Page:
Posts Tagged ‘png’
RIOT, the Radical Image Optimization Tool is a great FREE app for reducing file sizes for JPEG, GIF and PNG images. When you upload a blog post to WordPress, multiple versions of the images in the post are generated in different sizes by the WordPress blog engine. The WordPress image generator has nowhere near the sophistication of RIOT’s Algorithms so those files end up being quite a bit larger than they have to be. By shrinking them you are saving yourself bandwidth and your page load times will also be faster.
The example here is from Safari, using an iPhone user-agent on my other blog. I was mucking about with the WPtouch iPhone theme for WordPress at the time The page is http://www.cadbloke.com/using-acne-with-excel-2007-or-2010-and-windows-7/
As you can see, the image file sizes halved.
These ones are all PNGs optimized to a 256 color palette. That’s plenty good enough for screen grabs. They are almost indistinguishable from the originals. You’d really have to look closely to spot an differences. RIOT also processes GIFs and JPEGs.
How long did optimizing the 120 image files that WordPress generated for that post. It took less than 5 minutes, including downloading and uploading time.
Step 1 is to download the images from your blog to a local folder so you can process them. If you’re using a blog hosted at WordPress.com you can stop right here. You’ll need FTP access to upload the processed images. This only works on self-hosted blogs. You can still use RIOT to optimize the images before you insert them into your posts but after that it’s out of your hands.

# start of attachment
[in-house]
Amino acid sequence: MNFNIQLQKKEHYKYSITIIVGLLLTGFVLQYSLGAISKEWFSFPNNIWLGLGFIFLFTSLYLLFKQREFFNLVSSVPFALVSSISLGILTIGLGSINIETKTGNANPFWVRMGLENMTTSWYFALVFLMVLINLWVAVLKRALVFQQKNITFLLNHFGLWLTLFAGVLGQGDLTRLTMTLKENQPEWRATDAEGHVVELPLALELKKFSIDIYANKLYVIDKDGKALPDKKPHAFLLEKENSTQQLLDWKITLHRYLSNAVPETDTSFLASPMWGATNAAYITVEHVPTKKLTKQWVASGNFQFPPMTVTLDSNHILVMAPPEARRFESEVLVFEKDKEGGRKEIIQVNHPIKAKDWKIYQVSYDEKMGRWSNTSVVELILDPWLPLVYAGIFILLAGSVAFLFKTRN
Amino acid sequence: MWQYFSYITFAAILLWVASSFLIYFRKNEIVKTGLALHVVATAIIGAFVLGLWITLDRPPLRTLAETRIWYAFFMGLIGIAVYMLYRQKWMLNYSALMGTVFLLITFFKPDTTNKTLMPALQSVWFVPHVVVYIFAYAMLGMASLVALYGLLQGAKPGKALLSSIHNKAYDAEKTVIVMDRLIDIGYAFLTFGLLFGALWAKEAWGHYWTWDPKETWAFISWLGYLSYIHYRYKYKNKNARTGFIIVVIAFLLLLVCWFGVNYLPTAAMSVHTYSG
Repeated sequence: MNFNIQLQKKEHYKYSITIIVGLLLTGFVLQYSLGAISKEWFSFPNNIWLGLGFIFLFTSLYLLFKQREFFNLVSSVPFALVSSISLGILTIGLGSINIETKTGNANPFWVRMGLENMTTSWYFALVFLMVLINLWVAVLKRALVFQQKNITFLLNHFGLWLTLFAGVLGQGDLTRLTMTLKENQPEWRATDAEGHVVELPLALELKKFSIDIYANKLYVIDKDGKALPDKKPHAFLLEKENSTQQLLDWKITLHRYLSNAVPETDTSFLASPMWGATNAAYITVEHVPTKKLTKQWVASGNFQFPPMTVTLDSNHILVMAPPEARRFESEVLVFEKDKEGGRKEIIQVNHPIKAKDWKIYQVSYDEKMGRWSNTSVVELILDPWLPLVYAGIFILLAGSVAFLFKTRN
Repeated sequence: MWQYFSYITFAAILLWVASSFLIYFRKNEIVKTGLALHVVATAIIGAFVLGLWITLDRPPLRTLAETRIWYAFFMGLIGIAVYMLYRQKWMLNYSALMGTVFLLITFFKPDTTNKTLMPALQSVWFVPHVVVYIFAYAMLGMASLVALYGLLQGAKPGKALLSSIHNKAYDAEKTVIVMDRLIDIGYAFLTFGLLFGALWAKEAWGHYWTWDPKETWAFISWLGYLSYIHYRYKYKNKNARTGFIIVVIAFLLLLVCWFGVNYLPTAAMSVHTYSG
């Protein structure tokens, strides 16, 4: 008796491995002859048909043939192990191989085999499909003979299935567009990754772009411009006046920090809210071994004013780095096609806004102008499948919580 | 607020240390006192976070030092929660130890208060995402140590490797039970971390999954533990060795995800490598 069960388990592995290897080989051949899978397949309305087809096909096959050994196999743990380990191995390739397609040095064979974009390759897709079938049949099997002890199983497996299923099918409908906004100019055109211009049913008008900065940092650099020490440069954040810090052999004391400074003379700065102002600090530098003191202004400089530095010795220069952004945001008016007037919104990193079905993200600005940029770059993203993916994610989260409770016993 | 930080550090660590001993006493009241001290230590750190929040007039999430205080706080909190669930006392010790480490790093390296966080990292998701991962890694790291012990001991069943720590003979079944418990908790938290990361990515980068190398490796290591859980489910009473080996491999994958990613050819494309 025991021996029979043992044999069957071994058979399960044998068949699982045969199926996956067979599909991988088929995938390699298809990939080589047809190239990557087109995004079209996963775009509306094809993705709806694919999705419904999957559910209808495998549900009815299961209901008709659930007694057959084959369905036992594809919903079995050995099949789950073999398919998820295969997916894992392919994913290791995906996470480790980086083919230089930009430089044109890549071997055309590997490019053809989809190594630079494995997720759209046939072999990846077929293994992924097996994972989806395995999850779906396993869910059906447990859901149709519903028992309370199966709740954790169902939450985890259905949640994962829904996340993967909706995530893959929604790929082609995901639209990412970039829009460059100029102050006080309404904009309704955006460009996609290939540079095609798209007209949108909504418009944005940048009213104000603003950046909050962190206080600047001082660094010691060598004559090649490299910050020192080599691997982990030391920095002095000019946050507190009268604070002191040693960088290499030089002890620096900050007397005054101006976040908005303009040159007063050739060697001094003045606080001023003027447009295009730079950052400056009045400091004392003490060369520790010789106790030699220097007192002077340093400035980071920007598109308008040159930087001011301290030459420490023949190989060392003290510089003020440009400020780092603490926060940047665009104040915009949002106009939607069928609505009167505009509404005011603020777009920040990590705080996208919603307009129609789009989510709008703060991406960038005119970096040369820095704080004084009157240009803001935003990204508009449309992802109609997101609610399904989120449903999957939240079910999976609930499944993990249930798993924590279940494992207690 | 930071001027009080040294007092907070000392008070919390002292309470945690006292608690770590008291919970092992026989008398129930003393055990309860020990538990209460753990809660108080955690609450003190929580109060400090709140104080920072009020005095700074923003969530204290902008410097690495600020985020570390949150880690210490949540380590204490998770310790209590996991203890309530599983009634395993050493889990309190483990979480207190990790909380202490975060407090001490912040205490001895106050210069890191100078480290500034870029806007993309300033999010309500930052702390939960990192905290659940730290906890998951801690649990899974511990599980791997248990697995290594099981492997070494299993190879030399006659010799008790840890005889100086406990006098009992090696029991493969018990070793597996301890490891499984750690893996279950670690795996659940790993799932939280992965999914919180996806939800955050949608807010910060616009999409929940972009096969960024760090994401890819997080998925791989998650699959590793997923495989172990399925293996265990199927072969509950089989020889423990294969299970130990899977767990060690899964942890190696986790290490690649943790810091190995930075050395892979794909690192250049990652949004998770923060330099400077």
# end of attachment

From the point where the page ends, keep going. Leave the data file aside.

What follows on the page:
I used Beyond Compare to create a folder sync between a local folder and the image folder on my web server I wanted to process. You could just as easily use an FTP client to download the images to a local folder, it’s probably no harder. For FTP I tend to use FireFTP which plugs straight into Firefox.
Step 2 is to Open RIOT. Set the image format you want and tweak your settings, particularly for JPEGs or transparent GIFs. If you have mixed file types then you will have to process them one type at a time because RIOT, amongst other things also can convert between formats.
Step 3 is the batch process. After you’re happy with the output settings go to the tools menu in RIOT, load up your list of files and hit Start. A tip: set it to save the optimized files in a new folder instead of overwriting your existing images. You will kick yourself a lot less hard
if when you mess it up. Keep the originals until you know you’re happy with the results.
Tip: You can select an entire folder tree for a batch process in RIOT so you could download your entire image library from your server you can optimize the whole lot and send it back
Step 4 is to upload the optimized images over the top of the old images on your web server. Try to remember not to upload the originals – check your FTP client has been set to the folder full of optimized images.
Step 5 … you’re done.
These instructions are a little light-on. I only wanted to introduce you to RIOT. I think it’s worth checking out. It does far more than the simple process I have described here.